grandson of the immigrant James, sold this property to John 
Adams, father of President John Adams. A brick in the chimney 
jamb of the older house indicates that it was built in i6S6, and in 
the other house bears the date 1716. I will speak of this later. 
James Penniman died in 1664, and his widow married Thomas 
Wight of Medfield. 

James and Lydia Eliot Penniman had nine children as indi- 
cated on Boston and Braintree records, but undoubtedly there 
were ten. 

i. The eldest was James 3 , baptized in Boston, 1633, spoken 
of in his father's will as an educated man. He was a felt-maker 
and lived in Boston on the road to Roxbury, probably >n or near 
Summer Street, where his son, grandson, and great grandson 


lived after him, his son being called "surgeon," his grandson 
" cordwainer, " and his great grandson a "physician." This 
family seems to have had a large estate and to have been very 
prosperous, but they have died out and entirely disappeared. 

2. The next child was a daughter, Lydia 2 baptized in 
Boston 1635, and married Edward 2 Adams of Medfield. 

3. Next comes a son, John 2 baptized 1637, married Hannah, 
daughter of immigrant Roger Billings, and had seven children, 
all of whom died young or unmarried. 

4. Fourth comes Joseph 2 born in Braintree Aug. i, 1639, 
married for first wife, who bore all his children, Waiting 2 Rob- 
inson, daughter of William 1 Robinson of Dorchester and sister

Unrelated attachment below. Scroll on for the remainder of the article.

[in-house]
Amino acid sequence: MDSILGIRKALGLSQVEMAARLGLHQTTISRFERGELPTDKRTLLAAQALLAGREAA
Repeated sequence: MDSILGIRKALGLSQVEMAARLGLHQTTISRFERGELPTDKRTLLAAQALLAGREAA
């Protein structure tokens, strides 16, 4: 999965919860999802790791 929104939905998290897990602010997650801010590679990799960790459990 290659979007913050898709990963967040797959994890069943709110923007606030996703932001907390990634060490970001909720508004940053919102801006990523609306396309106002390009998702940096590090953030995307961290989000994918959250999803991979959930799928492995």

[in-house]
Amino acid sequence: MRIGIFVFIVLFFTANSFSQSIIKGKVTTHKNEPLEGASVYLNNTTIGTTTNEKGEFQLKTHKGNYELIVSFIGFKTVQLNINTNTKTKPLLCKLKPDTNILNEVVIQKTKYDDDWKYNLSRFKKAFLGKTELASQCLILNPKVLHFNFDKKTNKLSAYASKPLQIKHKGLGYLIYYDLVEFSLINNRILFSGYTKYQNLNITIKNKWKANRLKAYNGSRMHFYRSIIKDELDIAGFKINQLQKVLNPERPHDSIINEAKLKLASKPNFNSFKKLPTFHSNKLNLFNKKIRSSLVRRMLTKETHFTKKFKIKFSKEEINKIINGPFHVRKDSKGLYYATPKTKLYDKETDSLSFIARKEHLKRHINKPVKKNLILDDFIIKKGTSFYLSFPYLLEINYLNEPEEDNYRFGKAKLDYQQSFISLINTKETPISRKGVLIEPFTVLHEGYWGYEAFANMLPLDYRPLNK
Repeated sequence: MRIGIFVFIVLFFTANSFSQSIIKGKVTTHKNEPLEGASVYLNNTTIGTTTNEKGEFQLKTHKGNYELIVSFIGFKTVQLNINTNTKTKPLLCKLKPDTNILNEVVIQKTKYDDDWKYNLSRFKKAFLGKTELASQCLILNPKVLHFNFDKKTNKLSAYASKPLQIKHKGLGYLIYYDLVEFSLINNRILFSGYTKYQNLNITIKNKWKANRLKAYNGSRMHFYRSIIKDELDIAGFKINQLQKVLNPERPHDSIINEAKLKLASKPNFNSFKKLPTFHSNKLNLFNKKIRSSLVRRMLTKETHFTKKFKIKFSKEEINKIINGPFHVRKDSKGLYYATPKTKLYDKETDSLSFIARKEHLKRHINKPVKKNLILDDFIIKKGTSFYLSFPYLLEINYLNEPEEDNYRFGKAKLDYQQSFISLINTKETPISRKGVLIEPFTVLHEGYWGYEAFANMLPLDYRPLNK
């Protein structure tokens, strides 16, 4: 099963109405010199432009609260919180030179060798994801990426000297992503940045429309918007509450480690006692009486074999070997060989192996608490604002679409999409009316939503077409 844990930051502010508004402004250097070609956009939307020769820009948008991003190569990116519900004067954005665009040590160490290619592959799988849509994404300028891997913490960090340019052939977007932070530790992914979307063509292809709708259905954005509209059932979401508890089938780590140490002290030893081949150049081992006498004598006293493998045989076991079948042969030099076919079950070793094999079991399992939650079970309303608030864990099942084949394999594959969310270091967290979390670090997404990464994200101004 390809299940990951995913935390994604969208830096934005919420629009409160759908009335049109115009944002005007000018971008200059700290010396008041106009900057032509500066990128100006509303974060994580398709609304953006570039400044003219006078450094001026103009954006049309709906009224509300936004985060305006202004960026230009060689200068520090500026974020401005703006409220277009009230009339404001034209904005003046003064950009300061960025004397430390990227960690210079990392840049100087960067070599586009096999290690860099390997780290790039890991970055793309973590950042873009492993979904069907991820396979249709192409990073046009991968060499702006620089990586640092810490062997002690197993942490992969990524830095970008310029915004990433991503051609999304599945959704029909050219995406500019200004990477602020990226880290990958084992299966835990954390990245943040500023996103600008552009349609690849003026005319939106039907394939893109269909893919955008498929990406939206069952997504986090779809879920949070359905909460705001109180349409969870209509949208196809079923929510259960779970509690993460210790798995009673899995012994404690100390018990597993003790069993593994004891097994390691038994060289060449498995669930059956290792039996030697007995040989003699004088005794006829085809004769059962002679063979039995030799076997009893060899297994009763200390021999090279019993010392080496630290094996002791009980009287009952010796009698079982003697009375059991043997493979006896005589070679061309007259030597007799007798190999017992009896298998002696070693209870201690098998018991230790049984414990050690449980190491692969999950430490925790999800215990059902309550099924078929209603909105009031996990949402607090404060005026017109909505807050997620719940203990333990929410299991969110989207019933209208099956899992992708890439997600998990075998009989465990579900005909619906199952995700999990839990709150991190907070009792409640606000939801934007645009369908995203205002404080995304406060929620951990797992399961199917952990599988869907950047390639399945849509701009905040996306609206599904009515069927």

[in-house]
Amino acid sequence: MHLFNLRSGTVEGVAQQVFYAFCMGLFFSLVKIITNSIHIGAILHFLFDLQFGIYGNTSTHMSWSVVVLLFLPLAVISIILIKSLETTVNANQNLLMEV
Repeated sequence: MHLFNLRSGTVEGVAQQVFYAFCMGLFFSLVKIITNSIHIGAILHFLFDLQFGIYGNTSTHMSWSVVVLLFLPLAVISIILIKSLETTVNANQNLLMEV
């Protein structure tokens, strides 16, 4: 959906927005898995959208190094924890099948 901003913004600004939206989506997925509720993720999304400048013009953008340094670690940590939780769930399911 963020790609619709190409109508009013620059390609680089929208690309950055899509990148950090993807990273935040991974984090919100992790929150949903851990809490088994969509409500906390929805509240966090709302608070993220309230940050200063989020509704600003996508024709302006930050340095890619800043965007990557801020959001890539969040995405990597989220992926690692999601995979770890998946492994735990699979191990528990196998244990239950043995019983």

of Increase 2 Robinson who married her husband's sister, Sarah 2 
Penniman, and settled in Taunton. Probably about half the 
Pennimans now living descend from Deacon Joseph. I will come 
back to them later. 

5. The next child was Sarah 2 born 1641, who married In- 
crease Robinson, and I will leave others to speak of her and her 

6. The sixth child, whose birth is not on record, was prob- 
ably Bethiah, who is mentioned in her mother's will (1673) as 
Bethiah Allen. 

7. The seventh child was Hannah, born 1648, who married 
1671, John 2 Hall, son of the emigrant George 1 Hall, who was one 
of the original proprietors of Cohannet, including present Taun- 
ton, Berkeley and Raynham, purchased from the Indian Sachem 
Massasoit in 1639. I suppose there are many Halls and others 
in Taunton and vicinity descended from our Hannah 2 Penniman. 

8. The eighth child was Abigail, born 1651, who would 
seem, from her mother's will 1673, to have married a Gary. She 
calls her "Abigail Carie." But Braintree Records (p. 719) give 
" Samuel Neale and Abigail Penniman married the 2nd mo. i8th, 
'78 by Captain Mason." I cannot account for this apparent 

9. The ninth child was Mary 2 born 1653^ who married 
Samuel Paine of Braintree. 

10. The tenth and youngest child w r as Samuel 2 born 1655, 
married Elizabeth Parmenter, and probably had ten children, 
but only three sons who had families. These were Nathan 3 , 
Joseph 3 and James 3 , and they all left Braintree, the two elder